Recurrence relations for linear mating schemes.

*(English)*Zbl 0569.92013In this paper the author applies the methods of genetic algebras to study an assortative mating scheme. This is of interest since assorting is especially difficult to deal with by these methods and thus has not been dealt with much algebraically up to now.

The author considers the copular algebra corresponding to a diploid locus with two alleles. (The copular algebra is the duplicate of the zygotic algebra. This has rarely been studied but is a natural object to deal with if one is interested in assortative mating.) The product for the algebra corresponding to assortative mating is obtained from the product for the copular algebra by following the latter product by a linear map. (This is analogous to what has been done for the algebras with mutations.)

First it is shown that one special case does lead to a genetic algebra. Afterwards a more general situation is considered where one does not obtain a genetic algebra. Now D. McHale and G. R. Ringwood [J. Lond. Math. Soc., II. Ser. 28, 17-26 (1983; Zbl 0515.17010)] have shown that for a genetic algebra the plenary operator can always be linearized. (The plenary map is the operator which takes the genotype distribution for one generation into the distribution for the following generation. Although this is ordinarily a quadratic map there is a standard trick for making it linear by enlarging the appropriate vector space.) Although their method of linearizing does not work in this case, it is shown that linearization is possible if one uses a certain infinite dimensional vector space.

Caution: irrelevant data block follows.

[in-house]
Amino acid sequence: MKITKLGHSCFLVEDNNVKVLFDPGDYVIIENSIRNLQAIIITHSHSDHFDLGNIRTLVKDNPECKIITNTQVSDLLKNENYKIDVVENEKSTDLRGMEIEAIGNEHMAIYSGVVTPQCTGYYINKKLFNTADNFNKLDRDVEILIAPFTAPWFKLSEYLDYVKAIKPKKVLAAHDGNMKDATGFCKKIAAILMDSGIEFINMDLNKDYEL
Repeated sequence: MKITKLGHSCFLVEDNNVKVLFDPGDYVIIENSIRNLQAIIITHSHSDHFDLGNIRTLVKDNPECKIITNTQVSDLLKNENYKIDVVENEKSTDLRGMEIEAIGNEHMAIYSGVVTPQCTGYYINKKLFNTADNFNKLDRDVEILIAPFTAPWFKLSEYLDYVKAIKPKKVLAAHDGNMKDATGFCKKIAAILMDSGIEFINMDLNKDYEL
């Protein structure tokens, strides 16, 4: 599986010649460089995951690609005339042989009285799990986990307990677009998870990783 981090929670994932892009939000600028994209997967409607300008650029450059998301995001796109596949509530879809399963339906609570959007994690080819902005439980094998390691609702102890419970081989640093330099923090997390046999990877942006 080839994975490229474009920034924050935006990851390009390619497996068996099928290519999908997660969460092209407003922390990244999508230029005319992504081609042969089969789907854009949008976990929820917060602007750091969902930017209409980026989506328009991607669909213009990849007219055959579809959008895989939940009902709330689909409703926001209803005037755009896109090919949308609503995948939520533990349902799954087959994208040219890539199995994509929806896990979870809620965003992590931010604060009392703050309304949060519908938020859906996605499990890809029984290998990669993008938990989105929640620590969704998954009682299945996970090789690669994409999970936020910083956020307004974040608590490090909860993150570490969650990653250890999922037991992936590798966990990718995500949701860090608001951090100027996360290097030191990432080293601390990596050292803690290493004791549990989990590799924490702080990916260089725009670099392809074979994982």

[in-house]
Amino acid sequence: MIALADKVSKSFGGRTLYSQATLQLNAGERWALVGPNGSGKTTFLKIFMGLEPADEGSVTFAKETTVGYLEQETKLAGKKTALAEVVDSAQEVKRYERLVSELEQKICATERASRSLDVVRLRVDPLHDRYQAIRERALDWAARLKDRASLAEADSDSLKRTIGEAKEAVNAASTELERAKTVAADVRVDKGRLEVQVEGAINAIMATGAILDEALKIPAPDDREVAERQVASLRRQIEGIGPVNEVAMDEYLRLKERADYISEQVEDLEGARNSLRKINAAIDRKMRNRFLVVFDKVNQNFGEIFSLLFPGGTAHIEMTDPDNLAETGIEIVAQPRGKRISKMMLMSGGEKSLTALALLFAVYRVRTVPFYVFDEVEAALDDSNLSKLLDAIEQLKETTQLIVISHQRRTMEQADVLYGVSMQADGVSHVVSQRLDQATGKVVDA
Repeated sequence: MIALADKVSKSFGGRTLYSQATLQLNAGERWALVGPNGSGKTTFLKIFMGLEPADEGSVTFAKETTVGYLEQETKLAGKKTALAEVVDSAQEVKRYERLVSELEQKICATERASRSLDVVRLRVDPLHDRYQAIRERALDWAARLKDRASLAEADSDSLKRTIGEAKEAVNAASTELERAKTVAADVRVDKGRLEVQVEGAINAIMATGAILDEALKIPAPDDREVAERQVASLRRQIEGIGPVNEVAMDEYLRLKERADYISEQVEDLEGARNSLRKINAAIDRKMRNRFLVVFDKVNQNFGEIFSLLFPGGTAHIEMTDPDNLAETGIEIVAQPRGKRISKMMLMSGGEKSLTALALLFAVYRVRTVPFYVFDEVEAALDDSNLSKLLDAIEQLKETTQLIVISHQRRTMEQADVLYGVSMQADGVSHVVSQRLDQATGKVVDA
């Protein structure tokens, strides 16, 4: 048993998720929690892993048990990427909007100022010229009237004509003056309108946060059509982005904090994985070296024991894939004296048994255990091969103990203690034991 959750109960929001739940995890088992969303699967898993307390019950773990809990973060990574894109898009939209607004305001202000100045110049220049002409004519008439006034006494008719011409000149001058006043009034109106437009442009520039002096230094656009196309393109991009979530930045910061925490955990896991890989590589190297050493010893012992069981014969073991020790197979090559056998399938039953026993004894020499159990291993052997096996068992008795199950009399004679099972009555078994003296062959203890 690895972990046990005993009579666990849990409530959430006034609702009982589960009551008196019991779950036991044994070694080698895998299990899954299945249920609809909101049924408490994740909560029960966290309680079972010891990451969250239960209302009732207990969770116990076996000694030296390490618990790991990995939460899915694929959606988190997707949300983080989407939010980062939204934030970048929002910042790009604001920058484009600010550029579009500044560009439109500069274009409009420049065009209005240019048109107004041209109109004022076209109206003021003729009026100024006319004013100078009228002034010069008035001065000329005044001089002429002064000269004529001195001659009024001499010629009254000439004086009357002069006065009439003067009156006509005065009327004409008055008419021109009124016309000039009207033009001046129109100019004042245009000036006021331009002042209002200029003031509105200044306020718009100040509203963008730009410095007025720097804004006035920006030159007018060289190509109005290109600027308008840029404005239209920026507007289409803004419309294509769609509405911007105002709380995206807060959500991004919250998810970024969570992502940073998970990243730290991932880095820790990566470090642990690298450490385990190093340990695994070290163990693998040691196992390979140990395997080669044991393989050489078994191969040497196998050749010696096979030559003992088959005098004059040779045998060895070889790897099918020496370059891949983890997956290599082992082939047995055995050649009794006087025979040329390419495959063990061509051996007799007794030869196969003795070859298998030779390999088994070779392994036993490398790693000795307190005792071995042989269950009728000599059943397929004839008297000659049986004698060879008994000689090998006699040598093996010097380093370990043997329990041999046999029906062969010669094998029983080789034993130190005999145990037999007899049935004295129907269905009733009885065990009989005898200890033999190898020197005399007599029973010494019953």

There appears to be a minor computational error in table (14). It seems that the coefficient of \(C_{22}\) in \(C^ 2_{11}\) should not be (1/16)\(\gamma\). However, minor errors such as this do not detract from the exciting fact that the author has demonstrated that assortative mating can be dealt with by the methods of genetic algebras. (This always seemed to be a topic which must be left to the classical methods of probability theory.)

The author considers the copular algebra corresponding to a diploid locus with two alleles. (The copular algebra is the duplicate of the zygotic algebra. This has rarely been studied but is a natural object to deal with if one is interested in assortative mating.) The product for the algebra corresponding to assortative mating is obtained from the product for the copular algebra by following the latter product by a linear map. (This is analogous to what has been done for the algebras with mutations.)

First it is shown that one special case does lead to a genetic algebra. Afterwards a more general situation is considered where one does not obtain a genetic algebra. Now D. McHale and G. R. Ringwood [J. Lond. Math. Soc., II. Ser. 28, 17-26 (1983; Zbl 0515.17010)] have shown that for a genetic algebra the plenary operator can always be linearized. (The plenary map is the operator which takes the genotype distribution for one generation into the distribution for the following generation. Although this is ordinarily a quadratic map there is a standard trick for making it linear by enlarging the appropriate vector space.) Although their method of linearizing does not work in this case, it is shown that linearization is possible if one uses a certain infinite dimensional vector space.

There appears to be a minor computational error in table (14). It seems that the coefficient of \(C_{22}\) in \(C^ 2_{11}\) should not be (1/16)\(\gamma\). However, minor errors such as this do not detract from the exciting fact that the author has demonstrated that assortative mating can be dealt with by the methods of genetic algebras. (This always seemed to be a topic which must be left to the classical methods of probability theory.)

Reviewer: H.Gonshor